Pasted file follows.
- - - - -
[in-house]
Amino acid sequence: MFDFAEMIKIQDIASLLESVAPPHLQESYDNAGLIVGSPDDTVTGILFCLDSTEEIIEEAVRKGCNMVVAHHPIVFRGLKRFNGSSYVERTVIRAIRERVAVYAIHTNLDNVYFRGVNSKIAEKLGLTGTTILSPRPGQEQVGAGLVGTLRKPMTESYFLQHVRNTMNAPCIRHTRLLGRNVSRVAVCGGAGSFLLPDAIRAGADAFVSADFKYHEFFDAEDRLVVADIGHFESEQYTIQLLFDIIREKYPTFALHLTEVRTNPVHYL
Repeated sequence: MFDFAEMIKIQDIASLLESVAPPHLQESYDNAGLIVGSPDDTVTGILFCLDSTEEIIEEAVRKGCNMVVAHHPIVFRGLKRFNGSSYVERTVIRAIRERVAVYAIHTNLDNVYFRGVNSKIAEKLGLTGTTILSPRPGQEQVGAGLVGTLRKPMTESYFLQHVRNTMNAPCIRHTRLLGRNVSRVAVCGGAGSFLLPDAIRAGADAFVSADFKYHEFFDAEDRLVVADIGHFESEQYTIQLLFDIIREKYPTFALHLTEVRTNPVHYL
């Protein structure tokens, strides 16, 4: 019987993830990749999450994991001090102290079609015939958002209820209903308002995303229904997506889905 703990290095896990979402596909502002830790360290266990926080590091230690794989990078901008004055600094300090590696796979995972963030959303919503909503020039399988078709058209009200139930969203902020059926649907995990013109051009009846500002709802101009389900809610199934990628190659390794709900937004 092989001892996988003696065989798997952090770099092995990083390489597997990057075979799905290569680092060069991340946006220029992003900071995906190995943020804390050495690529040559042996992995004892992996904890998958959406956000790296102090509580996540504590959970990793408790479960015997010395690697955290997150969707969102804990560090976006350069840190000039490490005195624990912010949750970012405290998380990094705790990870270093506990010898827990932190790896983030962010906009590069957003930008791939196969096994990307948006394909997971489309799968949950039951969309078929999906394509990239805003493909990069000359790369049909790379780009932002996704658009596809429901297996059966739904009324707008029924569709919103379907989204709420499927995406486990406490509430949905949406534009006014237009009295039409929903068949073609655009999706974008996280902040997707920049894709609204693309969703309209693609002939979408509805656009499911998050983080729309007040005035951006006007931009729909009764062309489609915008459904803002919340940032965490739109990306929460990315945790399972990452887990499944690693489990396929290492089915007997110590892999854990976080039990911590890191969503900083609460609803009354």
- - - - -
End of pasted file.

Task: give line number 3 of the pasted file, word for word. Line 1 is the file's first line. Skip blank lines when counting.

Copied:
Repeated sequence: MFDFAEMIKIQDIASLLESVAPPHLQESYDNAGLIVGSPDDTVTGILFCLDSTEEIIEEAVRKGCNMVVAHHPIVFRGLKRFNGSSYVERTVIRAIRERVAVYAIHTNLDNVYFRGVNSKIAEKLGLTGTTILSPRPGQEQVGAGLVGTLRKPMTESYFLQHVRNTMNAPCIRHTRLLGRNVSRVAVCGGAGSFLLPDAIRAGADAFVSADFKYHEFFDAEDRLVVADIGHFESEQYTIQLLFDIIREKYPTFALHLTEVRTNPVHYL